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Calcium and Vitamin D May Not Prevent Fractures

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Updated May 19, 2014

Two studies from the UK suggest that calcium and vitamin D are not effective for preventing fractures. These studies were published in the British Medical Journal and The Lancet.

Both studies involved thousands of elderly people over the age of 70 who were at high risk for bone fractures. In each study, the treatment group was given calcium and vitamin D, along with advice on reducing their risks of falling. The control groups were only given the advice to reduce their risks of falling.

The results showed that overall, the incidence rate of fractures was less than what was expected for all participants, but there was no difference in the rates of fractures between the control and the treatment groups.

Does this mean that calcium and vitamin D don't work? Not really. The compliance by subjects declined to 63 percent and even lower after two years. This means several people didn't take the supplements properly.

Another interesting point is that all the participants were given advice on how to limit their risk of falling. This advice was apparently successful, since the fracture rates were lower than expected for all the participants of the studies. These confounding factors may skew the results a bit.

Despite the flaws, these studies show that calcium and vitamin D alone may not be sufficient to reduce the risk of fractures in high-risk elderly people. So prescription medications may be necessary to stop bone loss.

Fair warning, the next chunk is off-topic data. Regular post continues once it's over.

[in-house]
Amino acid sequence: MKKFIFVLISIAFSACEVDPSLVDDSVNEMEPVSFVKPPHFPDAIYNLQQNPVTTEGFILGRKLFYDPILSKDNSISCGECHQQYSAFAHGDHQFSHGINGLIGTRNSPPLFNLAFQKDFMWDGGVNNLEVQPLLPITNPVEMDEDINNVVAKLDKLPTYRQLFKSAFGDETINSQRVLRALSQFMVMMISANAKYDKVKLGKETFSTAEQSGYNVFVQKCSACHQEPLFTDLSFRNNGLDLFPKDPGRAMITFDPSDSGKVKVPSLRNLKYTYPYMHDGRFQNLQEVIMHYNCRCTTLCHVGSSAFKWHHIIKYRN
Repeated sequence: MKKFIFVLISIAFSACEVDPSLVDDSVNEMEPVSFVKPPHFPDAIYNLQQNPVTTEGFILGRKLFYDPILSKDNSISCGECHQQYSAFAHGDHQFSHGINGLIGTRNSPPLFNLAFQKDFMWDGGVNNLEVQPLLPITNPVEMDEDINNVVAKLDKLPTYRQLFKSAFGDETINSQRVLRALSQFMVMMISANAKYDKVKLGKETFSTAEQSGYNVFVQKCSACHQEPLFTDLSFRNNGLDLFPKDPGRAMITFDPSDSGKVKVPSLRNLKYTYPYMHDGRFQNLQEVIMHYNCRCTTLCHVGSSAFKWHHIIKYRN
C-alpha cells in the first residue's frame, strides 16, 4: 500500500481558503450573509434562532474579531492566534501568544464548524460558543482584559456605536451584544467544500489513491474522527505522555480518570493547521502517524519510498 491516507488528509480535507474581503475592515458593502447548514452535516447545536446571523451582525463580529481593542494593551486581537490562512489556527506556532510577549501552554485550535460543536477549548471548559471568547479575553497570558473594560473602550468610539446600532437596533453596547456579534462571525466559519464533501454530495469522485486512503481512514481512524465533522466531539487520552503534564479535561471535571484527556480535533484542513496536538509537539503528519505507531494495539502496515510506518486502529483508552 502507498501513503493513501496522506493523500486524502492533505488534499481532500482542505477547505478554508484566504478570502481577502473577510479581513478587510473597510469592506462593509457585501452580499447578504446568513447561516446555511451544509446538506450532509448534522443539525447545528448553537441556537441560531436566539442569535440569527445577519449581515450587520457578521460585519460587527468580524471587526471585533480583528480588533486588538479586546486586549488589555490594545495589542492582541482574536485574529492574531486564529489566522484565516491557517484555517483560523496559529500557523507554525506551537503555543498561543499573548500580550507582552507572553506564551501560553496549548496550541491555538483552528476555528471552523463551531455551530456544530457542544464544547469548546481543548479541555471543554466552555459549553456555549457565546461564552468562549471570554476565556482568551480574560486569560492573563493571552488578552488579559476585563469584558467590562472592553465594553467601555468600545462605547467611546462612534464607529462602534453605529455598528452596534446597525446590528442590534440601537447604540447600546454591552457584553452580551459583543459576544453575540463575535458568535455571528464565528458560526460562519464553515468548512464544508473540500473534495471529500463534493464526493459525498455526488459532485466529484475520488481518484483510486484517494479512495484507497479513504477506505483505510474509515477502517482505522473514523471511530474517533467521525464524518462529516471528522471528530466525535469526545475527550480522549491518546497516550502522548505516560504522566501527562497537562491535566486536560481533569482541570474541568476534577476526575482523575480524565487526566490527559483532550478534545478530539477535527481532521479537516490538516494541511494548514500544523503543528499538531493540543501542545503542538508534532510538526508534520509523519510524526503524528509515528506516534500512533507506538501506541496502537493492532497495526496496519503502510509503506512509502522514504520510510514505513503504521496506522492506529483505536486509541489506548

This does not mean that calcium and vitamin D are not important for treatment or prevention of osteoporosis. In fact, all nutritional treatments for osteoporosis include calcium and vitamin D (either in the form of vitamin D2 or vitamin D3).

Although a few individual randomized studies showed no reduction of the risk for bone fractures with daily doses of calcium and vitamin D, recent systematic analysis of all published randomized trials suggest that these supplements may reduce the number of fractures and the loss of bone in people who take them every day.

Other important nutrients for the treatment or prevention of osteoporosis include vitamin B12, magnesium and vitamin K.

Lifestyle changes are also needed for successful treatment or prevention of osteoporosis. Those changes include cessation of smoking, reduction of caffeine and alcohol, eating a healthy diet and lifting weights.

Getting Enough Calcium

Rather than waiting until your bones begin to lose too much density, you may wish to take some steps to prevent weak bones and osteoporosis. Here are some tips:
  • Take calcium. You should get at least 1,200 milligrams of calcium per day. Studies show that the calcium from dairy products is the most absorbable form of dietary calcium. However you can also get calcium from anchovies, salmon (with bones), and calcium-fortified foods. If you don't get enough calcium from your diet, take a calcium supplement.
  • Eat fruits and vegetables. They supply your body with nutrients and prevent calcium loss in bones.